The High House
by Jessie Greengrass
reviewed by Csilla Toldy
“You think you have time. And then, all at once, you don’t.” So writes Jessie Greengrass in her disturbing, beautiful new novel, The High House, which was shortlisted for the 2021 Costa Novel Award and the 2022 Encore Award of The Royal Society of Literature, and the 2022 Orwell Prize for Political Fiction. (The winner of the Orwell Prize, Small Things Like These by Claire Keegan, was recently announced.)
This book is set in the near future, but we don’t know how near that future is. All we know is that, given the rising sea levels brought on by climate change, any island country could be engulfed by the ocean within a matter of decades—a story that may well become reality for the next generation of readers. Greengrass writes:
Somehow, while we had all been busy, while we had been doing those small things which added up to living, the future had slipped into the present—and despite the fact that we have known that it would come, the overwhelming feeling, now that it was there, was of surprise, like waking one morning to find that you had been young, and now, all at once, you weren’t.
How will they adapt? How can humans learn to live together in a world where it’s no longer social status—acquired through heritage or wealth—that rules, but rather survival, which depends on having a piece of land you can grow your own food on, one that’s high enough and not covered by seawater?
At a recent talk organized by the Institute of Advanced Studies at the University College London, Jessie Greengrass said that she does not have solutions. The High House is, instead, a thought experiment. Her narrative goes much further than a dystopian novel, however, not just world-building but also analyzing the inner and interpersonal dynamics necessary for survival if human beings want to coexist.
The story is told by three young people: Caro, her half-brother Pauly, and Sally. Caro becomes her brother’s caretaker by default, for Pauly’s mother, Francesca, and Caro’s father are scientists on a mission to warn the world about the impending climate catastrophe. They travel the world visiting conferences, and this is how they meet their death in America in a storm on the West Coast.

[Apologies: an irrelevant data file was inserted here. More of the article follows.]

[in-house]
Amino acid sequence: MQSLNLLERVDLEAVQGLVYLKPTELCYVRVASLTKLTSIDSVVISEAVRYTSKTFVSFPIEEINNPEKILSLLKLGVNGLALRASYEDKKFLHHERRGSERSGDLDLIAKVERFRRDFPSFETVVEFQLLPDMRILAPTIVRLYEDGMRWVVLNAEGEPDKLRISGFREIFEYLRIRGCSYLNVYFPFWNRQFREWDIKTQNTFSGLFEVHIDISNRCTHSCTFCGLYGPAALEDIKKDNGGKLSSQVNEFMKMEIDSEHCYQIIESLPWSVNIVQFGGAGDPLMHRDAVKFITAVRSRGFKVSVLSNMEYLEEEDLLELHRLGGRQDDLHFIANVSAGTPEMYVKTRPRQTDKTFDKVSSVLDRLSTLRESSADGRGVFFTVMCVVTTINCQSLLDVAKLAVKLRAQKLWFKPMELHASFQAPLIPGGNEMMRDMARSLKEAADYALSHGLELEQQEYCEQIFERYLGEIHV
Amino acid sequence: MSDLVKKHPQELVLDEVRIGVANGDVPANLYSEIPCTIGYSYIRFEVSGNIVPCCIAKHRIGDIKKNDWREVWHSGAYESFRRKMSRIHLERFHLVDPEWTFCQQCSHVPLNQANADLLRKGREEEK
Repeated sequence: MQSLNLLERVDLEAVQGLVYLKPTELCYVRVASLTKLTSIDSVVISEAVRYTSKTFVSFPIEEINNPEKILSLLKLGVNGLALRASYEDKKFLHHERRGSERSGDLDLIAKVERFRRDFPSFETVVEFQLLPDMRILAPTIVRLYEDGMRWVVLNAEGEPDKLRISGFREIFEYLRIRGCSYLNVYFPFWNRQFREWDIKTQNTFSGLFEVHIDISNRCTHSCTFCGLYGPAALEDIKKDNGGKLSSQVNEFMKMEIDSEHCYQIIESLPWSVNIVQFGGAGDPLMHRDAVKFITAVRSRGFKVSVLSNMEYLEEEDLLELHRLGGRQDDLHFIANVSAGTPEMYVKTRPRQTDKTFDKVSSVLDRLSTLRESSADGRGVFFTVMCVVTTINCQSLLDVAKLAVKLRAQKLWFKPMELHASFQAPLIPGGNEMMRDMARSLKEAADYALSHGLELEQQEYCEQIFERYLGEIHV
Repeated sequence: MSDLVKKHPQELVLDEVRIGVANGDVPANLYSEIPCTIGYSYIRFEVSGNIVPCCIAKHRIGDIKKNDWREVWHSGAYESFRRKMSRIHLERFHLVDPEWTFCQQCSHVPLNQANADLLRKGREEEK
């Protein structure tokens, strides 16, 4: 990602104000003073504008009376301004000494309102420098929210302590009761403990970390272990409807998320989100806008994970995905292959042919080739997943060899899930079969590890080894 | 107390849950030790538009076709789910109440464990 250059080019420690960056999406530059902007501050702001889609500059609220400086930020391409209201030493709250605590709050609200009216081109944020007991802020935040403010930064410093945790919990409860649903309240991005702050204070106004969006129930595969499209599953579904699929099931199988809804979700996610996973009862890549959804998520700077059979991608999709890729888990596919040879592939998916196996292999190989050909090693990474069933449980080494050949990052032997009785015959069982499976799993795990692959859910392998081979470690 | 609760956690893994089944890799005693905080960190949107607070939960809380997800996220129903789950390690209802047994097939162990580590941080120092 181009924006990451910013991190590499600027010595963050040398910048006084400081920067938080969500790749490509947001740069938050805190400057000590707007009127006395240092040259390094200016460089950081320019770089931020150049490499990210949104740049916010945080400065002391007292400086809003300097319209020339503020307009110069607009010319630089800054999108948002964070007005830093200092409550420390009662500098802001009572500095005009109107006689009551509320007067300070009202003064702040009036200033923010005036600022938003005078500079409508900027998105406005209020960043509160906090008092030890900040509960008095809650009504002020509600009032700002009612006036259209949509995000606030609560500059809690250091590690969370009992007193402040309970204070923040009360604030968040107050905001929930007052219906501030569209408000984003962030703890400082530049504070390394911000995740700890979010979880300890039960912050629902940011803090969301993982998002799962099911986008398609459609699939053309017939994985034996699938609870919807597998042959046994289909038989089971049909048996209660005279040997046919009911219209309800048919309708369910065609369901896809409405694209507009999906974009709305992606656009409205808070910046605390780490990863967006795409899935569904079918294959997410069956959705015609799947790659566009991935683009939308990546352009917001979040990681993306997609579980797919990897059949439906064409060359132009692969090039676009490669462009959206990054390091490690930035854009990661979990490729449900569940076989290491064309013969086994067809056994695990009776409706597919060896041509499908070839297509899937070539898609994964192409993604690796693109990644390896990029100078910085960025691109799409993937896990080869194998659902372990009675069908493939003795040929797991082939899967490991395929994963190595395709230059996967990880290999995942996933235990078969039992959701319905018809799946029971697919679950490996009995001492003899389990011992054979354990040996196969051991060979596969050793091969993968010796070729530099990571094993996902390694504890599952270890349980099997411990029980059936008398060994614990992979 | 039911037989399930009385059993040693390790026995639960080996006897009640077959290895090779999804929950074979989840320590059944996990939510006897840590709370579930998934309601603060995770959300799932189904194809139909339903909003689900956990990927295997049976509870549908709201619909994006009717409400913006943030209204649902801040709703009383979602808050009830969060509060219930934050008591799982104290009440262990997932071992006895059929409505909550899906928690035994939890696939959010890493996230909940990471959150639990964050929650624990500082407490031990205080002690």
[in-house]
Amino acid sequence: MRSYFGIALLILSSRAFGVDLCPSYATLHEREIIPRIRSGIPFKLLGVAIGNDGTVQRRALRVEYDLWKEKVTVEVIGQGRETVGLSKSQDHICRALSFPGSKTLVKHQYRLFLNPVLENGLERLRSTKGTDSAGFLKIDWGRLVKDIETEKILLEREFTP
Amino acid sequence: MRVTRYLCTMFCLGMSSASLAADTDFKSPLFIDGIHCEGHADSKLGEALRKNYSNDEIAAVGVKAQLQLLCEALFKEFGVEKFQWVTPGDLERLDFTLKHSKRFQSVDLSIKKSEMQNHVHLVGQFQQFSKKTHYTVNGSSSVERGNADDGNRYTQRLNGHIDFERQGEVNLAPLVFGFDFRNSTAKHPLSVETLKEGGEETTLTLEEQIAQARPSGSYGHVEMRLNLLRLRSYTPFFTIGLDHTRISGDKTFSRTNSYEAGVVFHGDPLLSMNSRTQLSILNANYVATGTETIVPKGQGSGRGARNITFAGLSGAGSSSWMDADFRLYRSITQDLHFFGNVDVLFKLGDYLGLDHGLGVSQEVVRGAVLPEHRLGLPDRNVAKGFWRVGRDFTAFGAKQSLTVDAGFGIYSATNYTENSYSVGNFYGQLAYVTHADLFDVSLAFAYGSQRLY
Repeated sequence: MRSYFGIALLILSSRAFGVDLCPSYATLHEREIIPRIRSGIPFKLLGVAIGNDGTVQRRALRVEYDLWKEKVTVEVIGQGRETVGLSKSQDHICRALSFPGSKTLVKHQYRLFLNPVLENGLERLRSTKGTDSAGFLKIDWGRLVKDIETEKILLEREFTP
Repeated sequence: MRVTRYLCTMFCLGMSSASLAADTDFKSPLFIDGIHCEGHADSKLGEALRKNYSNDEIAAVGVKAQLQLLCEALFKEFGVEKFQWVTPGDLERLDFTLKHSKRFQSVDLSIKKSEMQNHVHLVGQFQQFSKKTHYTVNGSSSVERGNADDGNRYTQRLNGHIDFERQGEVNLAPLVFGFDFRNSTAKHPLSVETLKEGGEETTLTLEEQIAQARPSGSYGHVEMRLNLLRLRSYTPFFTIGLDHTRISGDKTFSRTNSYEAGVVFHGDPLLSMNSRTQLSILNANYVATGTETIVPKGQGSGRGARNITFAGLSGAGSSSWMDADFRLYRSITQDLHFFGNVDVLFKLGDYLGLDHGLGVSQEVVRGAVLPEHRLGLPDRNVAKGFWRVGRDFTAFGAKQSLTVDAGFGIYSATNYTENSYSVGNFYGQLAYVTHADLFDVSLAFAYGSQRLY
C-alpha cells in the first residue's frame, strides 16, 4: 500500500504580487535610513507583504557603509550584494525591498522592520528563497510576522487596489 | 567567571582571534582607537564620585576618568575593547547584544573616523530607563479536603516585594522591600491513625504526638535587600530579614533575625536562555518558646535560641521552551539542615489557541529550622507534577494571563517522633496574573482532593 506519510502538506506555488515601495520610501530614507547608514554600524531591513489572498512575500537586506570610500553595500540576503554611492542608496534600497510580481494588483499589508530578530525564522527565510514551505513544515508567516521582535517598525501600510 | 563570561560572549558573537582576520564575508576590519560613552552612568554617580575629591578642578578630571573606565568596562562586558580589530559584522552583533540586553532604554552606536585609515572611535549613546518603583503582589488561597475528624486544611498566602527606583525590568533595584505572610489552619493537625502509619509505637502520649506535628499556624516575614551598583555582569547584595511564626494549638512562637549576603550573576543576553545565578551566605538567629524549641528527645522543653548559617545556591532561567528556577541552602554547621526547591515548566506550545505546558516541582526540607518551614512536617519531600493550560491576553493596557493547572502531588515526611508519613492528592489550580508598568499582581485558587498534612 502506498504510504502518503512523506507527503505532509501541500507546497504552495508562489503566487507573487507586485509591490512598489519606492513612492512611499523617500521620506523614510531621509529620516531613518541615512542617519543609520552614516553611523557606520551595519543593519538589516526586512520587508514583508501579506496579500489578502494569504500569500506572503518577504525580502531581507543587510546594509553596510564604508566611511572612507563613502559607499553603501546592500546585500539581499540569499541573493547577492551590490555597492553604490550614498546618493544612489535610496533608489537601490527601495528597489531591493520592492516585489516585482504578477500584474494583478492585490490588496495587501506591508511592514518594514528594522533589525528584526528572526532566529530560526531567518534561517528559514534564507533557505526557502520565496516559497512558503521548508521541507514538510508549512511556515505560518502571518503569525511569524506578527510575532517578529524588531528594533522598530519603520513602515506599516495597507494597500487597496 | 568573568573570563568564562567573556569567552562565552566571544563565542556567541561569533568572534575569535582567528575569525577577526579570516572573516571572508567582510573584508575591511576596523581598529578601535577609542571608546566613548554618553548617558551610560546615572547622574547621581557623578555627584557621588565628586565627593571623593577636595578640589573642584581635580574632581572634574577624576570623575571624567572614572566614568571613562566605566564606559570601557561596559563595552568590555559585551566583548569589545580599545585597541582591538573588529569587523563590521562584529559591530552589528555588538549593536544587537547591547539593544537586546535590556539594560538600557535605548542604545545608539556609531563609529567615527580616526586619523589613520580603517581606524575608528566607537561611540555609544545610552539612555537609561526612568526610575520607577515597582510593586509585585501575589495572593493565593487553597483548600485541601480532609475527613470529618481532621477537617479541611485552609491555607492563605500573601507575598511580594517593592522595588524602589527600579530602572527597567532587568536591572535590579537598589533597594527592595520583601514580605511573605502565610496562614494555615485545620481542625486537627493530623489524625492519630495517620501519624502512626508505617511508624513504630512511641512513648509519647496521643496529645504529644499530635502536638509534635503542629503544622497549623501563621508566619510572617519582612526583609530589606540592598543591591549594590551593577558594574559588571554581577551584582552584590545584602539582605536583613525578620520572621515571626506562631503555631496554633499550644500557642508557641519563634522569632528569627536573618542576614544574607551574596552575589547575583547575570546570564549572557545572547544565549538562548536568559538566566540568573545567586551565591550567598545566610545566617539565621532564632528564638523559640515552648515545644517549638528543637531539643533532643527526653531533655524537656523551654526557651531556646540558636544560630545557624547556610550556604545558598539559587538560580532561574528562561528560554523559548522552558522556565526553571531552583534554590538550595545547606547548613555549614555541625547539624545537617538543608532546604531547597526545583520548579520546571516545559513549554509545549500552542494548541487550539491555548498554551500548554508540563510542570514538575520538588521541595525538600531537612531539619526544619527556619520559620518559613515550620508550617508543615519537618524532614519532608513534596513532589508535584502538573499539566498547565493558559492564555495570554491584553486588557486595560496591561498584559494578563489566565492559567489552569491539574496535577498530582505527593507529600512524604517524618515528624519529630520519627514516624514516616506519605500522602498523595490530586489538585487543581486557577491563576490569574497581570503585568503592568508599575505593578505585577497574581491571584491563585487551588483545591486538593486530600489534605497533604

Per her last telephone conversation with her father, Caro takes Pauly to the eponymous high house near the sea, where she’s spent her childhood summers. Grief-stricken, she arrives to find two people she’s never met occupying the place. Strangely enough for Caro, they are expecting them. Francesca has prepared the place for Caro and Pauly’s survival, inviting Grandy, an old man, and his granddaughter, Sally, to teach her children the basic techniques of agriculture. The place has an orchard and a tide pool that generates electricity for the house.
I stayed for a long time, staring at them—the boxes of felt-tip pens, the reams of paper, chalks, playing cards, boxes of Lego—and in the silent barn I felt love come off the shelves like heat. I felt Francesca, planning, all through the autumn and the winter, while I thought she had abandoned us.
The four learn to live together. Pauly’s joy in encountering nature is juxtaposed with Caro’s grief and Sally’s practicality. Jealousy, resentment, and abandonment issues all surface in the minds of the women, but they learn to put all that aside. The three young people learn the harshness of survival—cold winters, hunger, working all day cultivating the land, saving electricity, holding on to anything that might be used in the future (be it waste or leftover packaging), rationing food and medication, and looking after your body to avoid any injuries that would require antibiotics.
Is there a future for humanity? Grandy, who has seen a lot in his life, has this to say when discussing it with Sally, in dialogue fractured by line breaks and em dashes:
—I don’t know what to think about Francesca,
—She is right that what might come now will not be like what has gone before, but I am an old man, and I have seen worlds end myself. I have seen the end of this village for a start.
—It’s not ended,
—We still live here.
—I have seen it change past recognition.
—that what is different is that this time there will be no afterwards.
—If she thinks that, then what’s she doing at the high house? She knows there’ll be something left. A ruined living, maybe, and a hard world, but hasn’t it always been that for most? All I can think is that what’s different now is that no one can claim this is progress.
The narrative culminates in the arrival of the floods, an event that brings the central dilemma of the novel to the fore: whether to save yourself or to warn others. Sally and Caro, instructed by Grandy, toll the church bell all night, giving in, even if in vain, to the ethical responsibility. Against all its foreboding, this is a deeply moral book, raising questions far beyond mere environmental issues.
Published on August 2, 2022